Monday, April 22, 2024

Water storage scheme halted

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The development of a Wairarapa community water storage scheme has stopped, with the organisation behind the proposal saying getting consent for it was going to be too difficult for it to continue. Wairarapa Water Ltd (WWL) chair Tim Lusk says the decision to stop work on developing the Wakamoekau Community Water Storage Scheme (WCWSS) will be very disappointing and deeply concerning to many.
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The development of a Wairarapa community water storage scheme has stopped, with the organisation behind the proposal saying getting consent for it was going to be too difficult for it to continue.

Wairarapa Water Ltd (WWL) chair Tim Lusk says the decision to stop work on developing the Wakamoekau Community Water Storage Scheme (WCWSS) will be very disappointing and deeply concerning to many.

The scheme was expected to become a foundation building block in the Wairarapa Water Resilience Strategy and be central to accelerating land-use change as a significant climate change response.

He says in July 2019 WWL was advised that the scheme was “eminently consentable”. 

“Since then the environmental planning framework has changed rapidly to render the scheme extremely challenging to consent. The time and cost consequences meant that further development is not viable at this time,” Lusk said.

He was unable to comment further.

In its latest newsletter, published in July, Wairarapa Water chief executive Robyn Wells said getting consent for a significant and complex project, such as the Wakamoekau, was always challenging.

“Selecting the right pathway has become all the more complicated for the Wakamoekau as two key pieces of regulatory legislation have been evolving and emerging at the same time and this has created regulatory uncertainty for the project, leading to delays in the originally agreed timelines,” Wells said.

“The first was the National Policy Statement on Freshwater Management, becoming operative in September 2020 and its highly directive policies around wetland and river loss.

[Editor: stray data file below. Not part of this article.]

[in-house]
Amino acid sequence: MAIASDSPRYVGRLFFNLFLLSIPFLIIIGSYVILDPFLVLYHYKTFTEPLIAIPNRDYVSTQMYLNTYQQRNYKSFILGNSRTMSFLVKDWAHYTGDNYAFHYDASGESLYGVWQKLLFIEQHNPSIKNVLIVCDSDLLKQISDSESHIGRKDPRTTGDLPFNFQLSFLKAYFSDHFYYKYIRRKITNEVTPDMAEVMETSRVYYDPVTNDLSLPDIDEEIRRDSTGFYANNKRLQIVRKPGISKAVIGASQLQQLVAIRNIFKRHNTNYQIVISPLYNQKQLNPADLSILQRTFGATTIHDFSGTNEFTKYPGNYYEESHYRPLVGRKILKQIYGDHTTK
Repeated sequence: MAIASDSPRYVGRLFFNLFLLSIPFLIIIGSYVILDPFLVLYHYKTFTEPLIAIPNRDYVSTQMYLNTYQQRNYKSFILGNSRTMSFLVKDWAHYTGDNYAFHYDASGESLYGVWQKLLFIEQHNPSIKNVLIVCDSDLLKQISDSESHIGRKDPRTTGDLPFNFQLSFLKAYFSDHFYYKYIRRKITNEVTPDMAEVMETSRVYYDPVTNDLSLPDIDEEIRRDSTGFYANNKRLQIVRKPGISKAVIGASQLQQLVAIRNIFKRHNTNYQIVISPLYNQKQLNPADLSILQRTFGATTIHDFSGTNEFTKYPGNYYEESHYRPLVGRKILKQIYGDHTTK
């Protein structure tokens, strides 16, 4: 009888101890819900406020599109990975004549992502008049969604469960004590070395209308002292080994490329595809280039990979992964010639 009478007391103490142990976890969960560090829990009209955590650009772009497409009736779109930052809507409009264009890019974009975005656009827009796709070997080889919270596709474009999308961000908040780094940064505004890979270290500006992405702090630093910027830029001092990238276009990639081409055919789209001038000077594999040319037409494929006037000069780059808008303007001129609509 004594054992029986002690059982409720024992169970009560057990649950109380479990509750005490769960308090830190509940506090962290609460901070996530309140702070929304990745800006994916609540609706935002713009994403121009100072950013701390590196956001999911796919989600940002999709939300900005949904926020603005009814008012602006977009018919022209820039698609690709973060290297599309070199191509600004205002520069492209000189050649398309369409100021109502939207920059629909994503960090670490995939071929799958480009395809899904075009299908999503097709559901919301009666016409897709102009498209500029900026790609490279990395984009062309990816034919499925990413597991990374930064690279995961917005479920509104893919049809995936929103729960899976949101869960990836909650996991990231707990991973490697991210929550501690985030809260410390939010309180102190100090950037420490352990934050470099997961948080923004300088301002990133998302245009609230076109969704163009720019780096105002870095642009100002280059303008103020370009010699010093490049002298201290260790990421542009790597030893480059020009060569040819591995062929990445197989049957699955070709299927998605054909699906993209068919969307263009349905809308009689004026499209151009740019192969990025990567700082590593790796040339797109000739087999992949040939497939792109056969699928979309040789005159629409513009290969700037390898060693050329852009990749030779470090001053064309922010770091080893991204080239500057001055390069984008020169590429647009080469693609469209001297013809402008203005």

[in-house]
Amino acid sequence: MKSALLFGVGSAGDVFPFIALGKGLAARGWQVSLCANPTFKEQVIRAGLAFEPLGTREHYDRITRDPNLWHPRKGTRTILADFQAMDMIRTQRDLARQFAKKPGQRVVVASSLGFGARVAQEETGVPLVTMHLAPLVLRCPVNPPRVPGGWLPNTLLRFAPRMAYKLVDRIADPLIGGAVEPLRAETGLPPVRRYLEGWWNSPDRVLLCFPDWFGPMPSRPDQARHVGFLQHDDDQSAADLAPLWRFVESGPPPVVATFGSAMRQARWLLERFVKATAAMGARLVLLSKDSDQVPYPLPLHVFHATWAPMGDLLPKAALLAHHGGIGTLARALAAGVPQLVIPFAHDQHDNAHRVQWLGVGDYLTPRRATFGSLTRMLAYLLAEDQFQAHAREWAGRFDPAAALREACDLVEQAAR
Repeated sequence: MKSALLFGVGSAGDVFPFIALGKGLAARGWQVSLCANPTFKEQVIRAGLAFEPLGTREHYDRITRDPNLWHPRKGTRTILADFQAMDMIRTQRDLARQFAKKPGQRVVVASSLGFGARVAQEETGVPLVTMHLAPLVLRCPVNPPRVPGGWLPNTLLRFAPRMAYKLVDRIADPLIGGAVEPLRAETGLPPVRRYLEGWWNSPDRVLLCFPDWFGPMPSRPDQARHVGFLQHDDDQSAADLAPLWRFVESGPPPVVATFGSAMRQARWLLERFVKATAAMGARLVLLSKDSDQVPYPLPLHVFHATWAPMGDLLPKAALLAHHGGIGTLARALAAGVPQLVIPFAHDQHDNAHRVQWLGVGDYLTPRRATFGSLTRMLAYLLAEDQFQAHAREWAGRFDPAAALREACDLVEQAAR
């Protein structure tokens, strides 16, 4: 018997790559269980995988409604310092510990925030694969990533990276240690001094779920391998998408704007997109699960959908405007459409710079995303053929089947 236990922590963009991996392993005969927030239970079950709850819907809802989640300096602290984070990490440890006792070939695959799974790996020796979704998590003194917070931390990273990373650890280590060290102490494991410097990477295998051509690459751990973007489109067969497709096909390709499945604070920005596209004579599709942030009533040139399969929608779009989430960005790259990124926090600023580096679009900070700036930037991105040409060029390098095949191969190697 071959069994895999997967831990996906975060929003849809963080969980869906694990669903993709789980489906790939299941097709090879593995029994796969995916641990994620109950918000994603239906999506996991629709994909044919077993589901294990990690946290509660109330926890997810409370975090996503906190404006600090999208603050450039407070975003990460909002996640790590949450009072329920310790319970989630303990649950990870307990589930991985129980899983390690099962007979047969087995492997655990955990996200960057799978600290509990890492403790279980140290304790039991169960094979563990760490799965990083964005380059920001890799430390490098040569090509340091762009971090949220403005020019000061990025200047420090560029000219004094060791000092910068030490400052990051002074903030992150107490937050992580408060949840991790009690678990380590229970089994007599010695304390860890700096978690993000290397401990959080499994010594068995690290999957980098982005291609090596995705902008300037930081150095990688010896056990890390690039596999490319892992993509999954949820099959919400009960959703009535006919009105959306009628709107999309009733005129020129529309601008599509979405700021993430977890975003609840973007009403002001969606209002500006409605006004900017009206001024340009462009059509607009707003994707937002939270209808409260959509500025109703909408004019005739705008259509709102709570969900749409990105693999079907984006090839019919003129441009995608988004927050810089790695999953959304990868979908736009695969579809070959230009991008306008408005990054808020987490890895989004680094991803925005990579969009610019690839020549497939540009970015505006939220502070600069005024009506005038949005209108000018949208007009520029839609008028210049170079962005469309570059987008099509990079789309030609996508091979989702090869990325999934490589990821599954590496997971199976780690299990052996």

“The second is policy direction and rules emerging out of the mediation of the proposed natural resource plan that Greater Wellington Regional Council first notified on July 31 2015. WWL has been an appeal party on the issues of water harvesting and storage.”

Lusk says all efforts must now go to translating the Wairarapa Water Resilience Strategy into a convincing action plan.

“Environmental planning frameworks and funding must be aligned to support the strategy,” Lusk said.

“WWL wants to assure everyone that the substantial development work completed by the project team can be taken forward when conditions allow. It is very hard to imagine a comprehensive climate change solution in the Wairarapa without community water storage.”

Federated Farmers Wairarapa president David Hayes says water storage is critical to the future of the region’s towns and rural hinterland, to employment, production and the health of its rivers and wider environment.

He says the Wakamoekau scheme, which aimed to capture water at times of high-flow and store it for summer and autumn dry periods to help maintain river levels above minimum flows, was seen as a foundation block of the Wairarapa Water Resilience Strategy.

“It’s highly concerning that we have stumbled at the first step,” Hayes said.

“I grew up in South Australia, the driest state on the driest continent, I’ve seen how severe water shortages undercut so many aspects of life.

“Wairarapa must not underestimate the shock that climate change-accelerated lack of water will mean to our Wairarapa communities and to the environment. It is time to act.

“The strategy launched earlier this year and led by Dame Margaret Bazley was clear that it needed to be fully implemented if we are to address the impacts of climate change. We cannot pick and choose.

“Storage is the only practical initiative for resilience going forward. Really, the only strand of the Wairarapa Water Resilience Strategy that was being actively worked on was the Wakamoekau scheme.

“With that halted, we have nothing on the table but we still have a solid set of recommendations in the strategy that now need to be properly resourced and managed.

“The environmental planning framework is complex and changing rapidly and this decision by Wairarapa Water Ltd underlines the fact that the planning framework is not yet fit for purpose.

“It is creating barriers that are preventing sound management of the most important issue facing our rural and urban communities.

Wairarapa resident Tina Nixon says if a community water storage scheme cannot be developed in Wairarapa she fears for the region’s long-term future.

“In the past few years it has been clear from commercial users like (timber mill) JNL, existing farmers and investors looking to grow high-value crops, users of the Opaki water race and even from some greenies, that the water storage option at Wakamoekau had exceptionally strong support.

“Add the Masterton water supply into the mix, as it also offered our burgeoning town a chance to future-proof drinking water. So it’s fair to say the case was so compelling as it was seen as critical for the continued resilience of the region,” Nixon said.

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